This summer I have been on a Research Fellowship at the Harry Ransom Center, at the University of Texas in Austin working on the Dorothy Richardson Editions Project funded by the Arts and Humanities Research Council. The Ransom Center has one of the most extensive collections of modernist papers, manuscripts and artefacts in the world. It is a place where the materiality, and indeed the fragility (more of that in a moment…) of art, literature and photography becomes overwhelmingly obvious.
I have working on the papers belonging to the historically-overlooked female modernist author Dorothy Richardson, contemporary of Virginia Woolf but a minimally-discussed peer by comparison. Together with colleagues from the Universities of Birmingham, Queen Mary and Oxford, I am undertaking to produce a new critical edition of the 13-novel series Pilgrimage (which will be published in 6 volumes by Oxford University Press) and, for the first time, a 3-volume annotated edition of all of Richardson’s correspondence, letters which begin in 1900 and take her through to her last shaky missives in 1952. It is a huge undertaking but the grain and texture of it will add to our understanding of the cultural contexts of modernism in the first decades of the twentieth century, and of the warp and weft of the networks of cultural production through which modernism comes to be, will be invaluable.
Richardson wrote a great deal: the vast fictional structure of Pilgrimage, its 13 novels fictionalising her own journey from youth to middle-age and the act of writing; short stories, articles and reviews; and letters, by the dozen, to a wide range of correspondents. The letters tug the researcher who must date and annotate them (which is to say, in this instance, me) across a sweeping landscape of experience and cultural references, from high-end French perfume, to art cinema in the 1920s, to the first English translations of Proust, to the name of horses running at Newmarket as racing tips. Interpretative and ethical questions start to spill and multiply as I begin the process of editing. What is the benefit of tracing the detail of a life, and the other lives to which it connects intimately and intellectually, now gone? What do I hope to contribute to our present in reconstructing the lives of writers and artists and the complex relation of their lived experience to their aesthetic objects? What is my ethical relation to the secrets and repudiations embedded in the lives and texts I am researching? Above all else, the archival research I am doing has made me think about fragility. The fragility of the materials I am handling. The letters are sometimes faded, ripped, stained by the rust of paperclips or the mottled brown of age. And the fragility of communication. Did a recipient comprehend the nuances of emotional or intellectual content of a letter’s message, both its overt and its occluded meanings? And then the fragility of my own powers of interpretation, can I hold my own assumptions in check and not be misled by my own frame of reference and experience? An object I came across in my first week of research brings to mind the fragility of the literary object as it continues its life beyond the metaphorical and literal death of the author (Richardson died in 1957). I chose not to carry my 4-volume edition of Pilgrimage across the Atlantic thinking I would pick up the copies available in the University of Texas Library. Pulling the ‘local’ edition off the library shelves I found in my hand the frankly hilarious Popular Library edition of Pilgrimage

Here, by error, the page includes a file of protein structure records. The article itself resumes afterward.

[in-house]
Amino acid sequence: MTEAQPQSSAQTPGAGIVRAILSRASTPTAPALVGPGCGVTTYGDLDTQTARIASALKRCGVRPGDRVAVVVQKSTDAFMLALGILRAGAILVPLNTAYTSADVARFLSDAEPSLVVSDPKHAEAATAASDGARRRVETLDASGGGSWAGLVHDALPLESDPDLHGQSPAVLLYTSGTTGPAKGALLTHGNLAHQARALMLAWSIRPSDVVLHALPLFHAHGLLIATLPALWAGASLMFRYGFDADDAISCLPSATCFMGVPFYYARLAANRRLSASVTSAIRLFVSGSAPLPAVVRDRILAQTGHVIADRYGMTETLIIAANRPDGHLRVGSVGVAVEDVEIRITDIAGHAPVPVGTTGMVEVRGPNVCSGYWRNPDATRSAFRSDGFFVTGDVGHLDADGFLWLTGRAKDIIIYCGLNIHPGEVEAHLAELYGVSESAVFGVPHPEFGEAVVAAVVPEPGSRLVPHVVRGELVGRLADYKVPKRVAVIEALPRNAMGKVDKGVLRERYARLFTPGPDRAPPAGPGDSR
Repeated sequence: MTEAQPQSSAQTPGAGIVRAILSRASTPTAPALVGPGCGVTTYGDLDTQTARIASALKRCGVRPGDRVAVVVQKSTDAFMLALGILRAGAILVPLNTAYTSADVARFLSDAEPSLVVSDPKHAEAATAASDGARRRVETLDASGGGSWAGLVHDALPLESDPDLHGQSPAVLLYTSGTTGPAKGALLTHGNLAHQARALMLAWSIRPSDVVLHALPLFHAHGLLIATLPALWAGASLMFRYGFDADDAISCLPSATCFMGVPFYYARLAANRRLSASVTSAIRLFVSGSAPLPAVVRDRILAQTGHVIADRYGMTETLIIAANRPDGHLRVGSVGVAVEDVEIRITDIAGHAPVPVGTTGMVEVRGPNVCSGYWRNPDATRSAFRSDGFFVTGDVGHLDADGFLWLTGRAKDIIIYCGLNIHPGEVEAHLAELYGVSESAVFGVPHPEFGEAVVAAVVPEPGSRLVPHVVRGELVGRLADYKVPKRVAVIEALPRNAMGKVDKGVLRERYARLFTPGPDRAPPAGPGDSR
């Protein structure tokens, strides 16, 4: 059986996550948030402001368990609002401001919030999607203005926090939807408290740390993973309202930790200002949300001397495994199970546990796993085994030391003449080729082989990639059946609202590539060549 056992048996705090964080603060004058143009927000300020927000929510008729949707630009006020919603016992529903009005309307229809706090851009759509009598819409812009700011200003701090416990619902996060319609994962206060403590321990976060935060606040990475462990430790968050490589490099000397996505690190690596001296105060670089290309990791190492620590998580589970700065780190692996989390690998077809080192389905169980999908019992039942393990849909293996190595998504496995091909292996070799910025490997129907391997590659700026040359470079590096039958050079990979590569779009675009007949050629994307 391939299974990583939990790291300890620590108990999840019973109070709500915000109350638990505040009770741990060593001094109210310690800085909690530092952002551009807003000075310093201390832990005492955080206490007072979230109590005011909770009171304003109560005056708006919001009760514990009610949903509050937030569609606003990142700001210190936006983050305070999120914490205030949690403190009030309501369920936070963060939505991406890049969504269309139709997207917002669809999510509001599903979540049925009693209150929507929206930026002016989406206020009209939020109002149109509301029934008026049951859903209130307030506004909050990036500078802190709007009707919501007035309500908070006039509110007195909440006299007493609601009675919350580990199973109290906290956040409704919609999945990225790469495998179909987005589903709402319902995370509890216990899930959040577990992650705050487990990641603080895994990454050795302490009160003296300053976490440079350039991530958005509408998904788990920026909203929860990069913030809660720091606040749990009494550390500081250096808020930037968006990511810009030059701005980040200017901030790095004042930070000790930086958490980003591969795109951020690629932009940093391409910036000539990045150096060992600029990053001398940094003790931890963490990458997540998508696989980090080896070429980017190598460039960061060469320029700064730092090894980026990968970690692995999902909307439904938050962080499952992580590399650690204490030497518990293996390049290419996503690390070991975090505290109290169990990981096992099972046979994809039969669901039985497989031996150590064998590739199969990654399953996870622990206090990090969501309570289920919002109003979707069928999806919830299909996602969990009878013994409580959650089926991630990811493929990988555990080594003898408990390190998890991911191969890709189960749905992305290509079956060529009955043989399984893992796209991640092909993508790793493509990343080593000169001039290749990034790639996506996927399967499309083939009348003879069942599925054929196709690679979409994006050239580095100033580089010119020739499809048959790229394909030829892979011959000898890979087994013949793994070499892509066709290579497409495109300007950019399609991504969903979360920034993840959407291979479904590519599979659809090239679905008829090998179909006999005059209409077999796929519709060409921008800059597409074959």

in New York in 1976. Hilarious in the sense that the editorial packaging of the novels – a cover which connotes an altogether different genre (I will leave readers to make their own interpretation of what I mean here) and a description of Richardson’s dense experimental oeuvre as ‘a towering novel of female revolution’, coupled with Rebecca West’s exclamation ‘a miracle!’ – seems rather misguided to say the very least. One wonders what mid-1970s readers, aflame with second wave feminist awareness or other liberationary political understandings, thought they were about to encounter when they brought the book home, probably not the intricacies and challenges of stream-of-consciousness technique which greeted them on the first page and beyond. Richardson’s experimental modernist novels here seem so fragile in their mis-packaged state, so vulnerable to the torsions of advertising and the literary marketplace in a later twentieth-century decade at such a huge cultural remove from the early twentieth-century decades of their making. Pilgrimage undergoing its own pilgrimage after Richardson, and after modernism.